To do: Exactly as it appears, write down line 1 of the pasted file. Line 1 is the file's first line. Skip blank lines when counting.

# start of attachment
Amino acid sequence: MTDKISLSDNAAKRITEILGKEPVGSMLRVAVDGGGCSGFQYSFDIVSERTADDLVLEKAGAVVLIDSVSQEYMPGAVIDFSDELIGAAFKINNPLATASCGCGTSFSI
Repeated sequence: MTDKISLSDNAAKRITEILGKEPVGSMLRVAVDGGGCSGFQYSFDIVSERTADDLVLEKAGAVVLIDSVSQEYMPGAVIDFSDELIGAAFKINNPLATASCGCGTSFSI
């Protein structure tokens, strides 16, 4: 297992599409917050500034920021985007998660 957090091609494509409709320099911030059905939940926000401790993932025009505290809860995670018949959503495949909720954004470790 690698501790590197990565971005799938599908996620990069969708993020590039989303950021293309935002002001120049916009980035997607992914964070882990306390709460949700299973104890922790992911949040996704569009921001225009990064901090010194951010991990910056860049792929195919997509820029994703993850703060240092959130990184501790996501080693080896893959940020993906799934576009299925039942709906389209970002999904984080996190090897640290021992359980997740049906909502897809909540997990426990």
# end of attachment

Amino acid sequence: MTDKISLSDNAAKRITEILGKEPVGSMLRVAVDGGGCSGFQYSFDIVSERTADDLVLEKAGAVVLIDSVSQEYMPGAVIDFSDELIGAAFKINNPLATASCGCGTSFSI